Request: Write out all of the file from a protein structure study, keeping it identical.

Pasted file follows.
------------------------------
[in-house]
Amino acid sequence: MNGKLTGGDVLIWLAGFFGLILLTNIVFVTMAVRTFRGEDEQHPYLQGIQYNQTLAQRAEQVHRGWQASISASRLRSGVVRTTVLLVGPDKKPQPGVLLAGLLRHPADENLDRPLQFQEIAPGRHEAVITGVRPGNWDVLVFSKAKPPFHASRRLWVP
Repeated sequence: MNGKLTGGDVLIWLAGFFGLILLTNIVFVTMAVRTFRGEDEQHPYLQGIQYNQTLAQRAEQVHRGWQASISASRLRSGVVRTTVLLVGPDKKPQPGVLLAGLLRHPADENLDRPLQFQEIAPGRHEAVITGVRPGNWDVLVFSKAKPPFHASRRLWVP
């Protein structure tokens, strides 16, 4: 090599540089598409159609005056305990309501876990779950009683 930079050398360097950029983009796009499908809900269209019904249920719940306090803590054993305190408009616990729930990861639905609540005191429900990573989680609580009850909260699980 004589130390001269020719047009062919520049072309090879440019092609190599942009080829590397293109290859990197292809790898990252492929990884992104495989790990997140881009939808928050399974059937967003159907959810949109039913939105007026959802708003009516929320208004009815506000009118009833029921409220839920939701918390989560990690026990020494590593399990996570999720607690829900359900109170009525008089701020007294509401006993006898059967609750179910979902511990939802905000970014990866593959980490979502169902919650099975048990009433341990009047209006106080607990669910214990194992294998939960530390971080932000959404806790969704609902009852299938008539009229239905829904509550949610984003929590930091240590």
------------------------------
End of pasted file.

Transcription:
[in-house]
Amino acid sequence: MNGKLTGGDVLIWLAGFFGLILLTNIVFVTMAVRTFRGEDEQHPYLQGIQYNQTLAQRAEQVHRGWQASISASRLRSGVVRTTVLLVGPDKKPQPGVLLAGLLRHPADENLDRPLQFQEIAPGRHEAVITGVRPGNWDVLVFSKAKPPFHASRRLWVP
Repeated sequence: MNGKLTGGDVLIWLAGFFGLILLTNIVFVTMAVRTFRGEDEQHPYLQGIQYNQTLAQRAEQVHRGWQASISASRLRSGVVRTTVLLVGPDKKPQPGVLLAGLLRHPADENLDRPLQFQEIAPGRHEAVITGVRPGNWDVLVFSKAKPPFHASRRLWVP
């Protein structure tokens, strides 16, 4: 090599540089598409159609005056305990309501876990779950009683 930079050398360097950029983009796009499908809900269209019904249920719940306090803590054993305190408009616990729930990861639905609540005191429900990573989680609580009850909260699980 004589130390001269020719047009062919520049072309090879440019092609190599942009080829590397293109290859990197292809790898990252492929990884992104495989790990997140881009939808928050399974059937967003159907959810949109039913939105007026959802708003009516929320208004009815506000009118009833029921409220839920939701918390989560990690026990020494590593399990996570999720607690829900359900109170009525008089701020007294509401006993006898059967609750179910979902511990939802905000970014990866593959980490979502169902919650099975048990009433341990009047209006106080607990669910214990194992294998939960530390971080932000959404806790969704609902009852299938008539009229239905829904509550949610984003929590930091240590």